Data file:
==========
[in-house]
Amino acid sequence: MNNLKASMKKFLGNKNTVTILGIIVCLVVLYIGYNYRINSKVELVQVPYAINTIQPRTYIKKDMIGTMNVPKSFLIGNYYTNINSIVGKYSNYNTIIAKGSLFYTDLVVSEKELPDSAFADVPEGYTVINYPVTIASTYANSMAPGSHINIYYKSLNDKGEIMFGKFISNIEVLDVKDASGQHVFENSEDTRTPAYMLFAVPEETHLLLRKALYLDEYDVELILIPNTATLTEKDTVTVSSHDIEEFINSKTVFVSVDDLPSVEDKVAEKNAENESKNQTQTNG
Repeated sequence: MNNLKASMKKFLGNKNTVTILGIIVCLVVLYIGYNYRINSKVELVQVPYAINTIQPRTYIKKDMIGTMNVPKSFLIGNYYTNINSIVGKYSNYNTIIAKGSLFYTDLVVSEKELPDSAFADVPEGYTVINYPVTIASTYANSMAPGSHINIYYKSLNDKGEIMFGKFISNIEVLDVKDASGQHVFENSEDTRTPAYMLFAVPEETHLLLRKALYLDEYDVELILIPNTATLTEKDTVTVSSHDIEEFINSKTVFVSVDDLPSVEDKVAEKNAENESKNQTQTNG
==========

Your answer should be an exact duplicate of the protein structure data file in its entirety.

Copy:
[in-house]
Amino acid sequence: MNNLKASMKKFLGNKNTVTILGIIVCLVVLYIGYNYRINSKVELVQVPYAINTIQPRTYIKKDMIGTMNVPKSFLIGNYYTNINSIVGKYSNYNTIIAKGSLFYTDLVVSEKELPDSAFADVPEGYTVINYPVTIASTYANSMAPGSHINIYYKSLNDKGEIMFGKFISNIEVLDVKDASGQHVFENSEDTRTPAYMLFAVPEETHLLLRKALYLDEYDVELILIPNTATLTEKDTVTVSSHDIEEFINSKTVFVSVDDLPSVEDKVAEKNAENESKNQTQTNG
Repeated sequence: MNNLKASMKKFLGNKNTVTILGIIVCLVVLYIGYNYRINSKVELVQVPYAINTIQPRTYIKKDMIGTMNVPKSFLIGNYYTNINSIVGKYSNYNTIIAKGSLFYTDLVVSEKELPDSAFADVPEGYTVINYPVTIASTYANSMAPGSHINIYYKSLNDKGEIMFGKFISNIEVLDVKDASGQHVFENSEDTRTPAYMLFAVPEETHLLLRKALYLDEYDVELILIPNTATLTEKDTVTVSSHDIEEFINSKTVFVSVDDLPSVEDKVAEKNAENESKNQTQTNG